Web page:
7. Insomnia (2002)
No, this isn't a bad film. Far from it, in fact. It's just that I need something to finish last, and this drew the short straw. While it's great with its portrayal of insomnia, and probably has one of Al Pacino's last great performances in a film, it just doesn't feel Nolan enough. His style is there, but his story-telling isn't - being the only film of his where he hasn't had a hand in writing the script - which occasionally makes the film a little lacklustre for my liking. I also think the rewatch was somewhat marred by the scars I've received from watching Pacino in Jack and Jill and Robin Williams in whatever the hell he's been doing lately. Still, the film is more than worthy, even if it is lacking a bang.
6. Following (1998)
Nolan's debut film has its fair share of problems, but it's hard not to admire this black-and-white neo-noir made for a modest budget of $6000. The acting is a little dodgy at some points, which is what you can expect from a bunch of people who haven't hit it big in the acting game. However, this 69 minute flick is pretty interesting and intense, giving us a good insight to the skills which Nolan would build on in the future. And by that I mean the Batman logo which was plastered on one of the doors in the film - apparently he's a psychic too.
5. Batman Begins (2005)
The film that started it all. The film that brought the superhero genre to its knees and now everyone has been trying to copy that formula. With good reason, too. On a rewatch, I found Batman Begins to be an interesting, complex tale of the emotional weight that goes with becoming a superhero. Plus, Liam Neeson and Cillian Murphy are so freaking badass in it. The fact that this doesn't feature highly in my list probably comes down to not seeing this when I should have (before or somewhat close to my viewing of The Dark Knight), but it is still a beyond excellent origins story. It loses points for the fact that Batman gave Joffrey from Game of Thrones a little Batman symbol to show all of friends. Batman should have decapitated that little prick so Sean Bean could have lived through something for once. Or maybe Chris Nolan is in on the joke too.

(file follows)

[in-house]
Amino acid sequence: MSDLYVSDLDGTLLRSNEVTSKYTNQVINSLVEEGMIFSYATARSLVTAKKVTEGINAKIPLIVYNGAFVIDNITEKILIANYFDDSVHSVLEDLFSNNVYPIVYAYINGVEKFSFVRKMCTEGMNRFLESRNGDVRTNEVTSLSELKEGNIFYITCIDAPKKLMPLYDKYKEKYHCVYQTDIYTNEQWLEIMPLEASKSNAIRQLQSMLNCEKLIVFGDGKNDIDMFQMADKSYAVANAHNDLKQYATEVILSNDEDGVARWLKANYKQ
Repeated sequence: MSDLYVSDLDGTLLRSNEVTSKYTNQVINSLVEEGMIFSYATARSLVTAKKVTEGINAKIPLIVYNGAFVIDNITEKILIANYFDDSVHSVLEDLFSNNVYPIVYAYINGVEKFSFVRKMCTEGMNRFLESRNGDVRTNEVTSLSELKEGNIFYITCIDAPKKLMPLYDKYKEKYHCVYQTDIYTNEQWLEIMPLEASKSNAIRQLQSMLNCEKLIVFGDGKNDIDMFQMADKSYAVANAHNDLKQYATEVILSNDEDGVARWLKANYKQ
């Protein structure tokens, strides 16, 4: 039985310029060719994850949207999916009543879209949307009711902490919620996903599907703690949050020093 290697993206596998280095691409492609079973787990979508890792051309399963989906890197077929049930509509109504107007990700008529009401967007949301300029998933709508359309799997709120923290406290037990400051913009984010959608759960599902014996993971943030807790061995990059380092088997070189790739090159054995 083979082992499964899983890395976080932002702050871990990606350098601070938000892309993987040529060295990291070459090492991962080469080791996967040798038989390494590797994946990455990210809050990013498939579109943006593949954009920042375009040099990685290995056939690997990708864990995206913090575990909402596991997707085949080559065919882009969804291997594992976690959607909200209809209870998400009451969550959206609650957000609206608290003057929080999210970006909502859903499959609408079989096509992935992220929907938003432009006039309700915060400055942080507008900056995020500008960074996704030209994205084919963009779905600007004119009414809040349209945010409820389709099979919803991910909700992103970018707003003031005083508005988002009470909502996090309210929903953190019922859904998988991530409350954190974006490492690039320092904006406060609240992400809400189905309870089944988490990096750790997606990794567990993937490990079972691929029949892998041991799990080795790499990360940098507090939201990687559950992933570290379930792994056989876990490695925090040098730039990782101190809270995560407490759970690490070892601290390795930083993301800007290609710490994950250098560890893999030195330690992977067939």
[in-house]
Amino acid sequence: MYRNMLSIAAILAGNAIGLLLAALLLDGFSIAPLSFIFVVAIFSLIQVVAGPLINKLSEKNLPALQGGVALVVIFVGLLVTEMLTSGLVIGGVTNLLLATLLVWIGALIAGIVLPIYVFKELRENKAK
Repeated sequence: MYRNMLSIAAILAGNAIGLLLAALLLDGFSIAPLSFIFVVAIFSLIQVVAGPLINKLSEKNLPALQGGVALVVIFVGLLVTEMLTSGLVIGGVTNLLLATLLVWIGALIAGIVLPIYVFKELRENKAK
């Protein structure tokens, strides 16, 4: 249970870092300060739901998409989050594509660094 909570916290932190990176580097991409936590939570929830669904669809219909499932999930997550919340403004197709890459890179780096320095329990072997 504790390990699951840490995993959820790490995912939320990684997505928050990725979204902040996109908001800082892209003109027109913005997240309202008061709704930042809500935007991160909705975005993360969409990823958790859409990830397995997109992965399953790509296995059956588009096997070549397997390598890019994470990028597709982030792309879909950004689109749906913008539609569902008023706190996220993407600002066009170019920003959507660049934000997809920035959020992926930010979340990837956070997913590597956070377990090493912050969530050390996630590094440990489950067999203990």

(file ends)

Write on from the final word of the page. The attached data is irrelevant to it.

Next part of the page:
4. The Prestige (2006)
3. Inception (2010)
If this was 2010, Inception would be at the top of the list. However, I've let the dust settle, and it comes down to spot number three. This film is basically the story of my 2010, from my mega-anticipation of it, to introducing it to everyone, to the soundtrack featuring in my day-to-day life. Along with being a bloody awesome film, this will always have a spot in my heart for being the movie that has probably affected me the most. And I admit, I always tear up at the end. Mainly because of those words: "Written and directed by Christopher Nolan". YES.
2. The Dark Knight (2008)
This film is nothing short of masterpiece. Sure, the large majority of that comes from Heath Ledger's masterful performance - the intricate facets that make up his performance is truly fascinating to watch. The film itself, though, is a riveting tale of chaos and the fall of Batman. Plus, the last monologue by Lieutenant Gordon is so unbelievably awesome that I'm permanently on a high after watching it. For The Dark Knight Rises to top it would be quite the feat.
1. Memento (2000)
I've always said that Nolan continues to develop his work and out-do himself, but I guess that can't be true when my favourite film of his - and my favourite film of all-time - is his sophomore effort Memento. What is it that I love about this film? I really do not know. I just always feel so giddy every single time I watch it. Just the way it is constructed, and seems to unravel after every watch, giving me what's close to a new viewing every time. Guy Pearce's performance is freaking awesome, too. I love this film more than anything else - and I really don't know how I could possibly expand on that without going off my rocker.
So yeah, that's one huge post on why I love Christopher Nolan. If anyone tries to tell me that I shouldn't, it'll fall on deaf ears. The guy is awesome - and I can say that without being a crazy fangirl who sends someone death threats for not liking one of his films. Anyway, my The Dark Knight Rises review will be up tomorrow, since it will be far too late to scribble down a review at 11.30pm on a school night. Until then: What's your favourite Christopher Nolan film?